Anti-2A NY Court Convicts Gunsmith

A man who legally bought and built firearms is railroaded by a New York judge who is clearly opposed to Americans’ Second Amendment rights.


For Dexter Taylor, it was an intriguing hobby. For the deep-blue state of New York, it was a criminal enterprise. And now Taylor is sitting in Rikers Island awaiting sentencing of anywhere from 10 to 18 years in prison.

And what exactly is Taylor guilty of? In short, pursuing his love of building things, specifically firearms.

During the COVID-19 lockdowns, Taylor — a black man, a software engineer, and a Brooklyn resident — discovered the world of gunsmithing. According to his lawyer, Vinoo Varghese, “He ended up building, I believe it was eight pistols and five or six rifles, AR-style rifles, and then eight or nine Glock pistols that he built.”

Taylor explained: “I found out that you can actually legally buy a receiver, and you can machine that receiver to completion, and you buy your parts, and you put them together, and you’ve got a pistol or a rifle. And once I saw that, I was hooked. I was like, ‘This is the coolest thing ever. This is the most cool thing you could possibly do in your machine shop.’”

As far as Taylor knew, his hobby was completely legal, right up until a joint ATF/NYPD SWAT team raided his home and arrested him. He was charged in April 2022 with constructing so-called “ghost guns,” which is the Left’s scaremongering term for homemade firearms.

A 37-count indictment raised against Taylor included multiple criminal firearms possessions that, according to Brooklyn District Attorney Eric Gonzalez, amounted to “a massive arsenal of homemade ghost guns that are as real and dangerous as traditional firearms.” While the 52-year-old Taylor had no criminal record and was not charged with any violent crime — he never even fired any of the firearms he constructed — for anti-Second Amendment New York, Taylor’s firearms were the crime.

Furthermore, Taylor stated prior to his trial: “Not only did I not intend to transfer or sell them or anything else, but the state of New York should know this because of course they seized my driver, my computer, my regular desktop, my work laptop, they seized my phone, they seized my credit cards, everything. So they know that I wasn’t out there talking about guns. I wasn’t out there advertising guns. I wasn’t out there talking about them on social media, and I certainly wasn’t talking or thinking about transferring weapons.”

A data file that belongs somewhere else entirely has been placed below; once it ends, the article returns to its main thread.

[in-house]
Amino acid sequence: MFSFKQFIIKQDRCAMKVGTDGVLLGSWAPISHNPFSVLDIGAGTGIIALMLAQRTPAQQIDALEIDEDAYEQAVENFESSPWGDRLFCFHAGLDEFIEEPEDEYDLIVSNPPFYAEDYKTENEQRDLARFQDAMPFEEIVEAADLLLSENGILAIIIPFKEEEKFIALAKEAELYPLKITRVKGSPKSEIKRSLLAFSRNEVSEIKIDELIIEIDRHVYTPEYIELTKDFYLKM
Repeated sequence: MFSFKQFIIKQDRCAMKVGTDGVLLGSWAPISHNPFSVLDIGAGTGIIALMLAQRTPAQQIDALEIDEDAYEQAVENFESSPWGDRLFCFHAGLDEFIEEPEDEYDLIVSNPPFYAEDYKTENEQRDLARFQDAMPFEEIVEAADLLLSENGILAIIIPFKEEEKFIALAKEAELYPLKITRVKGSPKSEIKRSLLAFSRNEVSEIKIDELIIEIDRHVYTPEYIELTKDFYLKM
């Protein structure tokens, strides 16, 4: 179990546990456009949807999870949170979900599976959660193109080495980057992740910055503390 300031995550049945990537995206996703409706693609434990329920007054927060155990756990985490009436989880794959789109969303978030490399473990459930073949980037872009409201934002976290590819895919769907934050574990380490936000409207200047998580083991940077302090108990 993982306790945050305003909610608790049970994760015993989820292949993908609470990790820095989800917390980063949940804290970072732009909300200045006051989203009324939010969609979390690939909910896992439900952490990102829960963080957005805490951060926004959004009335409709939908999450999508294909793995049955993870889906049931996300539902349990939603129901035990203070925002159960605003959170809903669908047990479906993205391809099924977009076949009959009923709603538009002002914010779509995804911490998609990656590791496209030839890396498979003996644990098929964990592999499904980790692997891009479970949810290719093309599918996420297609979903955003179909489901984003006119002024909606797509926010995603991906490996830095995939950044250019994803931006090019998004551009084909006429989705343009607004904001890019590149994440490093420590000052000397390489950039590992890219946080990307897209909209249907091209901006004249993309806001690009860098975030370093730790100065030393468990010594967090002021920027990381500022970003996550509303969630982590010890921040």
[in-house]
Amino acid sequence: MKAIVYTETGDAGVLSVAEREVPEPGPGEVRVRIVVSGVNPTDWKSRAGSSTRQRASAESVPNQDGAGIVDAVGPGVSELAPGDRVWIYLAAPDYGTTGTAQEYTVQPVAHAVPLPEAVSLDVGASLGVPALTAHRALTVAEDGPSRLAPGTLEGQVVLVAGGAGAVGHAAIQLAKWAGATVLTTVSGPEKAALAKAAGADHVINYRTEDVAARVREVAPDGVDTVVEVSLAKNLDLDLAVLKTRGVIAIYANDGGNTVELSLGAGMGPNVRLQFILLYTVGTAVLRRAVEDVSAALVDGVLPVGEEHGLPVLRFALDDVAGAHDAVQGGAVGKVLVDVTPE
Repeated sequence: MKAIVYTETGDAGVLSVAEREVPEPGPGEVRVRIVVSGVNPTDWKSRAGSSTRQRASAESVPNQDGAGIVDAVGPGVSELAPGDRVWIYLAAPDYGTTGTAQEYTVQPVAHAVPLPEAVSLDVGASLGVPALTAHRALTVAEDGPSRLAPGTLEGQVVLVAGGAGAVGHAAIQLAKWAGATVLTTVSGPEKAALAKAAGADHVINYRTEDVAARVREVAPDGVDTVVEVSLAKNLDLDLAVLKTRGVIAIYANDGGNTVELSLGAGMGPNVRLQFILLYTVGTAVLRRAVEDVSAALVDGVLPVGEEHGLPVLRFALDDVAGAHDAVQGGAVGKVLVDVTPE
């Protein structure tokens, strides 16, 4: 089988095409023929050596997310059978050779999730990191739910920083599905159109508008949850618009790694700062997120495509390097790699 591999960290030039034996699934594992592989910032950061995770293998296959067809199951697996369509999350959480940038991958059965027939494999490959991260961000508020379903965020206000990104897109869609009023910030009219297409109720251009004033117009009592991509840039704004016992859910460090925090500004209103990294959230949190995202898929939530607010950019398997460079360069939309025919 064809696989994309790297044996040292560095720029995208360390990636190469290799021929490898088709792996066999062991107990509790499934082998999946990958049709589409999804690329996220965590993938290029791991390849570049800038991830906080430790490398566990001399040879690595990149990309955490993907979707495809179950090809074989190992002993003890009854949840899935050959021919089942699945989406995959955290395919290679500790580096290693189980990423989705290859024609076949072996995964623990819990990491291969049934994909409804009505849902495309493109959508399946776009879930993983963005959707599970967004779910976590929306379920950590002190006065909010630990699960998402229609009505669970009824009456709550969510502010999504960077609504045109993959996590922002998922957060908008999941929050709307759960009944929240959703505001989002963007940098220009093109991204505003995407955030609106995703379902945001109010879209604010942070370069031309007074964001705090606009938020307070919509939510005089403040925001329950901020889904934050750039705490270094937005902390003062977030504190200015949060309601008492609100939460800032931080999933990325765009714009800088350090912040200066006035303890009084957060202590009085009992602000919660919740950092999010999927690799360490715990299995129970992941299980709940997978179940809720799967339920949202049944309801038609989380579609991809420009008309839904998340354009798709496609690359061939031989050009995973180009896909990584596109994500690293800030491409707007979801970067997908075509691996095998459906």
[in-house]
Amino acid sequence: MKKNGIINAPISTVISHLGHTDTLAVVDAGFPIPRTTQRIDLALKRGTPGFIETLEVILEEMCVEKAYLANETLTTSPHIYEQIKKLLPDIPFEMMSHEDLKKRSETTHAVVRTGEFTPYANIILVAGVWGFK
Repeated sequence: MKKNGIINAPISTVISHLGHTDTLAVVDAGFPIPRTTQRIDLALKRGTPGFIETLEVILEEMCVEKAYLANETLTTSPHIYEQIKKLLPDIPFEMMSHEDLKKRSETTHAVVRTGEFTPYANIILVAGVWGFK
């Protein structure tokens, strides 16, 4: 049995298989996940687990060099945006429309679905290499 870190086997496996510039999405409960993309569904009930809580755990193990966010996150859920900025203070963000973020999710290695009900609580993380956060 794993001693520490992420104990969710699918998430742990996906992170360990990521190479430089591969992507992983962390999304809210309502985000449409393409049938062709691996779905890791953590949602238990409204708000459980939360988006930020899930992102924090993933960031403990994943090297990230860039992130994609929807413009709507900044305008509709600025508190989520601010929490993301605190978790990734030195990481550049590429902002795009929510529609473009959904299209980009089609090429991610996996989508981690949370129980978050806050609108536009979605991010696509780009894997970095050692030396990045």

However, a jury found him guilty. But it hardly sounds like Taylor got a fair shake, as Judge Abena Darkeh explicitly told his lawyer he was not allowed to even mention Second Amendment rights in Taylor’s defense. Varghese explained: “She told us, ‘Do not bring the Second Amendment into this courtroom. It doesn’t exist here. So you can’t argue [the] Second Amendment. This is New York.’”

On top of that, Judge Darkeh forbade Varghese from arguing before the jury that there was no crime. As Varghese tells it: “I actually argued that jury nullification is allowed because there is some law from the high court of New York that talks about lawyers who made jury nullification arguments. And basically, they said that judges shouldn’t encourage it, but they can’t prevent it. I actually made a pitch directly to Judge Darkeh to allow me to argue during nullification. She, of course, rejected that.” He added, “She basically said, ‘You must vote guilty’ without saying ‘you must vote guilty.’”

Apparently, Judge Darkeh is opposed to the Second Amendment and wants to use Taylor as an example to others who might also enjoy gunsmithing. This is the epitome of viewing the Second Amendment as a secondary right at best or a license to convict at worst.

Despite the verdict, both Taylor and Varghese promised this fight is far from over. They plan to appeal the conviction and, as Varghese believes, “We have a shot at winning in federal court.” Indeed.

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